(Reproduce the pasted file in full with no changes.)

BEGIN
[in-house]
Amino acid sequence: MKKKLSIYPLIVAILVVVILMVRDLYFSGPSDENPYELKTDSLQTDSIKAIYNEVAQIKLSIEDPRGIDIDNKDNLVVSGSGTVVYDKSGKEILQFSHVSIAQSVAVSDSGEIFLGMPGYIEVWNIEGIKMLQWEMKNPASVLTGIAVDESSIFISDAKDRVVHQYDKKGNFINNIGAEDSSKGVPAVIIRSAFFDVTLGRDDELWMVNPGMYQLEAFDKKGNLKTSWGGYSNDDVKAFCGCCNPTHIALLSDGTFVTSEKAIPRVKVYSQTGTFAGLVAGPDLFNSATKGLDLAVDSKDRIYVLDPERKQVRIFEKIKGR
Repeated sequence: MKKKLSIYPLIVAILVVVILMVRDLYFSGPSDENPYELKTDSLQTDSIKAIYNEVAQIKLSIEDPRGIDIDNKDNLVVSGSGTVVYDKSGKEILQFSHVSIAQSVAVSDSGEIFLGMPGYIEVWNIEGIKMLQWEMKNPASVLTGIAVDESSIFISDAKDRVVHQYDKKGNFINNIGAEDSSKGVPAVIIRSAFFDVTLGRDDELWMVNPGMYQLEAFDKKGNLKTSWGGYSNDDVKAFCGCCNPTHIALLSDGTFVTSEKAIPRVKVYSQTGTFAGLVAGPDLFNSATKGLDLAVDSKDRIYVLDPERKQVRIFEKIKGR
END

[in-house]
Amino acid sequence: MKKKLSIYPLIVAILVVVILMVRDLYFSGPSDENPYELKTDSLQTDSIKAIYNEVAQIKLSIEDPRGIDIDNKDNLVVSGSGTVVYDKSGKEILQFSHVSIAQSVAVSDSGEIFLGMPGYIEVWNIEGIKMLQWEMKNPASVLTGIAVDESSIFISDAKDRVVHQYDKKGNFINNIGAEDSSKGVPAVIIRSAFFDVTLGRDDELWMVNPGMYQLEAFDKKGNLKTSWGGYSNDDVKAFCGCCNPTHIALLSDGTFVTSEKAIPRVKVYSQTGTFAGLVAGPDLFNSATKGLDLAVDSKDRIYVLDPERKQVRIFEKIKGR
Repeated sequence: MKKKLSIYPLIVAILVVVILMVRDLYFSGPSDENPYELKTDSLQTDSIKAIYNEVAQIKLSIEDPRGIDIDNKDNLVVSGSGTVVYDKSGKEILQFSHVSIAQSVAVSDSGEIFLGMPGYIEVWNIEGIKMLQWEMKNPASVLTGIAVDESSIFISDAKDRVVHQYDKKGNFINNIGAEDSSKGVPAVIIRSAFFDVTLGRDDELWMVNPGMYQLEAFDKKGNLKTSWGGYSNDDVKAFCGCCNPTHIALLSDGTFVTSEKAIPRVKVYSQTGTFAGLVAGPDLFNSATKGLDLAVDSKDRIYVLDPERKQVRIFEKIKGR